RBI maintains status quo on policy rates; continues with dovish accommodative stance

  • 5th Feb, 2021

As expected, the RBI Monetary Policy Committee (MPC) unanimously voted to keep the key policy rate (repo rate) unchanged at 4.0%, and the reverse repo rate unchanged at 3.35%. The MPC also unanimously continued with their dovish undertone of maintaining an accommodative stance through next fiscal year—to support growth on a durable basis.

Source: Bloomberg

Headline consumer inflation moderated to 4.6% in December 2020 after being elevated at 7% (or above) for the past few months. The RBI has revised its inflation forecasts–to 5.2% for Q4 FY21 (vs 5.8% earlier), 5.2% to 5.0% for H1 FY22 (vs earlier lower estimate of 5.2% to 4.6%); and headline inflation is expected to moderate to 4.3% by Q3 FY22, with risks broadly balanced.

India Annual GDP Growth Trend & Forecast (% YoY)

Source: MOSPI, RBI. *RBI forecast

On the economic front, the RBI forecasts GDP growth for FY22 at a healthy 10.5% (see chart). However, this estimate is slightly lower than that of some other agencies (eg. IMF projects 11.5% growth in FY22). The earlier FY21 GDP forecast of -7.5% by the RBI is quite close to the government’s official forecast of -7.7%. The RBI mentioned that the fiscal stimulus by the government in the budget will likely accelerate public investment, although private investment may remain sluggish amidst still-low capacity utilization.

Outlook:

Liquidity in the banking system continued to remain in healthy surplus. RBI has reiterated its commitment to ensure availability of ample liquidity to support the nascent economic recovery & manage the high government borrowing program. The central bank announced that it will roll back the earlier Cash Reserve Ratio or CRR cut (of 1% in March 2020) in two tranches—to 3.5% by March 2021 and to 4.0% by May 2021. However, the banking sector availing funds under MSF by dipping into additional 1% of SLR (which was earlier extended to March 2021 end) has further been extended by another 6 months to Sep 2021 end; and this should help to give access to Rs. 1.53 lakh crore of liquidity. Also, to manage the higher government borrowing, RBI announced the extension of enhanced HTM limit for banks upto Mar 31, 2023 in order to address the demand-supply mismatch & manage the large sovereign borrowing program.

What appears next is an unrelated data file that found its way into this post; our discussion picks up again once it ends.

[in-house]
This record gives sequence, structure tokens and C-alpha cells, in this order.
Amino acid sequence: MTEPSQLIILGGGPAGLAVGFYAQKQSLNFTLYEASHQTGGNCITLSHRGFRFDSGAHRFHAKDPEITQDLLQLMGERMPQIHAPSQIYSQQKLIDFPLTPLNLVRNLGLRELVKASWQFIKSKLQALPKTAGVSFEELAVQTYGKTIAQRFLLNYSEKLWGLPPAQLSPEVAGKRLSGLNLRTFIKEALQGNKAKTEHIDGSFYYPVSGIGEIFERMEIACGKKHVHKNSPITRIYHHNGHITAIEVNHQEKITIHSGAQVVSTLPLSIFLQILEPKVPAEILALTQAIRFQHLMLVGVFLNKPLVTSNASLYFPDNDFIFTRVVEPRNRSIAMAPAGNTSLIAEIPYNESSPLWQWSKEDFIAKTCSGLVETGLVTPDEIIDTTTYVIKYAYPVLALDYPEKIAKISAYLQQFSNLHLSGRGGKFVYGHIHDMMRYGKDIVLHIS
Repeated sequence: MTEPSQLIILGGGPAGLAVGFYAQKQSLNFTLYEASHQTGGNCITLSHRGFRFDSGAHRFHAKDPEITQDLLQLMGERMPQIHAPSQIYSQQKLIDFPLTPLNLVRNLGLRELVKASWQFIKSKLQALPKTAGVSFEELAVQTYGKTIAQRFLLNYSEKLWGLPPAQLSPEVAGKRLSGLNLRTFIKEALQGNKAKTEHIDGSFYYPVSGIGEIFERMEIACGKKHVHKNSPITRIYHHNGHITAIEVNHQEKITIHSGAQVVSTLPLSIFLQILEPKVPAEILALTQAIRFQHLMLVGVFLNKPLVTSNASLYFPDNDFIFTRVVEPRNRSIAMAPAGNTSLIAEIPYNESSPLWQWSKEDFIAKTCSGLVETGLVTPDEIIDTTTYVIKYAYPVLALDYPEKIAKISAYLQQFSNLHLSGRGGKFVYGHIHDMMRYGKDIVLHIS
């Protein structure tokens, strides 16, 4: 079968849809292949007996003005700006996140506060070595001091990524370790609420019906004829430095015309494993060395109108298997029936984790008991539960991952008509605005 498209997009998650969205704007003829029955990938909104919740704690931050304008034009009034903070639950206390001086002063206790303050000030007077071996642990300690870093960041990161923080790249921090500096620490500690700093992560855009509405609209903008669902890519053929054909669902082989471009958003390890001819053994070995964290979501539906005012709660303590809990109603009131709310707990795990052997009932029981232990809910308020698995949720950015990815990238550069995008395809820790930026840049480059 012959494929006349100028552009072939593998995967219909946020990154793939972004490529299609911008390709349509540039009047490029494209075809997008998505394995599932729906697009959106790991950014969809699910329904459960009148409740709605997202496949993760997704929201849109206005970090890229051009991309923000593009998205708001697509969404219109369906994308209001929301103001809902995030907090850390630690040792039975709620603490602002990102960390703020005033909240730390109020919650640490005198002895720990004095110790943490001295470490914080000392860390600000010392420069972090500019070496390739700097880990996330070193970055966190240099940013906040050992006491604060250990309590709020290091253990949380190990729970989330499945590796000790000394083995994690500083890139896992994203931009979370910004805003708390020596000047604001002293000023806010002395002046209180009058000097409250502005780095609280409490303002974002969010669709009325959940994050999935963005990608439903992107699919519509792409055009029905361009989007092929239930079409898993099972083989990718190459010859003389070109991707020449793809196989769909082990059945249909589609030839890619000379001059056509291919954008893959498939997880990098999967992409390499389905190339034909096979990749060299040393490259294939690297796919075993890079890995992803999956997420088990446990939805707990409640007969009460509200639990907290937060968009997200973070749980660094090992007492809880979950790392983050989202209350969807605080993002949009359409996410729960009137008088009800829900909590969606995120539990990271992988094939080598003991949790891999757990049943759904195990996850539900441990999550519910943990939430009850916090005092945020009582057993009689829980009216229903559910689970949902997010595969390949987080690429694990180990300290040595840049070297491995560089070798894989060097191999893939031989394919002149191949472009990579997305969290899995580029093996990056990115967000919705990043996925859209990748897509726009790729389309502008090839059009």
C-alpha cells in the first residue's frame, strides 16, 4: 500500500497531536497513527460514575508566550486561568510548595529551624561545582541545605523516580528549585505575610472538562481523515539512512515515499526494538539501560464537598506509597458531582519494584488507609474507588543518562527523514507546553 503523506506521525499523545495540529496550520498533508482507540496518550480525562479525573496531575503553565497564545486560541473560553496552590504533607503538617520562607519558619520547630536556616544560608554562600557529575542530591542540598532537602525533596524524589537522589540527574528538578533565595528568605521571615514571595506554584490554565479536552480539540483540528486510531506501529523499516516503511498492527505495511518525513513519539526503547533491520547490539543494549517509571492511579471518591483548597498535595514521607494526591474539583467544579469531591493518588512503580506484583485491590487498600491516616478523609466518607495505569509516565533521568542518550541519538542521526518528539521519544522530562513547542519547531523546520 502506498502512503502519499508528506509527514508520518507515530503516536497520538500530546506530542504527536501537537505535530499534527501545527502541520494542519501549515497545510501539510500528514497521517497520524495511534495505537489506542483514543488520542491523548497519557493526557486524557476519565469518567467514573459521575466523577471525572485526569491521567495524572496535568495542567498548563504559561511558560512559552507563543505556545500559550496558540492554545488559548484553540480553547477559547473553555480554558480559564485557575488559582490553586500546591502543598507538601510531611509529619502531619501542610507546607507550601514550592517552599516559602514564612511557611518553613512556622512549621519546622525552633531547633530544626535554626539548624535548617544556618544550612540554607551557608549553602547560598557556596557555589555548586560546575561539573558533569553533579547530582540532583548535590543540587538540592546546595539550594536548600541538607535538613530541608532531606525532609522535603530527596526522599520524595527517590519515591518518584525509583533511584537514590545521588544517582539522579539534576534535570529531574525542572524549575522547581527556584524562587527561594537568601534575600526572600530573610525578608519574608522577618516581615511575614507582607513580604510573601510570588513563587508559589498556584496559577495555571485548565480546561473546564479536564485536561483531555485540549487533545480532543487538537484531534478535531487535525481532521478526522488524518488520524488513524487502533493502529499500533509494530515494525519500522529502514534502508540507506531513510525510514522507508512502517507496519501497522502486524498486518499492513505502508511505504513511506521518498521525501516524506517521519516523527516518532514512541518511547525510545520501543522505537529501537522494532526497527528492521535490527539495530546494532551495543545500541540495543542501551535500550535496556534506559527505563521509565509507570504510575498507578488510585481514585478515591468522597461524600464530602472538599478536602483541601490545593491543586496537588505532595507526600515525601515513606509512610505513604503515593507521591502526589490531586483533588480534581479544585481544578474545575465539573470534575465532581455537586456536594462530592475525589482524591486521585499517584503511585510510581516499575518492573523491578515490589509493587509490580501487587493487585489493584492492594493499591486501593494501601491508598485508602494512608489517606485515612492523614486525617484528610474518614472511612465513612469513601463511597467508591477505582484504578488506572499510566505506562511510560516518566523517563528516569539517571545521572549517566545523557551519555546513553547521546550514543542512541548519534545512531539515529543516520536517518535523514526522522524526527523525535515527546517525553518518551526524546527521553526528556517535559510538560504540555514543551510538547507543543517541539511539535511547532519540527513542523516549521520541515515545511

The government in the recent budget gave precedence to growth—by allowing for high fiscal slippage while relaxing the fiscal deficit glide path by amending the FRBM act. The fiscal stimulus along with increased allocation to infrastructure & healthcare sectors, and various measures for the financial sector should support (and accelerate) the ongoing economic growth recovery. The higher government borrowing (due to the fiscal slippage) has led to hardening of bond yields, post the budget announcement, in anticipation of demand-supply mismatch. However, the central bank reiterated its commitment to complete the large gross market borrowing of Rs. 12 lakh crore budgeted for FY22 in an orderly and non-disruptive manner—which provides some comfort.

From a debt market perspective—the CRR roll-back, slight upward revision in CPI inflation forecast for H1 FY22 and lack of mention of OMOs in the policy (which the market was expecting) has caused some hardening of bond yields—especially at the longer end of the curve (post the RBI policy announcement). With the large market borrowing budgeted for FY22 we feel there is limited/no space for more rates cuts, and future monetary policy action will depend on the inflation trajectory. We continue to prefer the shorter to medium term end of the yield curve.

– Sampath Reddy, Chief Investment Officer

Disclaimer: “The views expressed by the Author in this article/note is not to be construed as investment advice and readers are suggested to seek independent financial advice before making any investment decisions”

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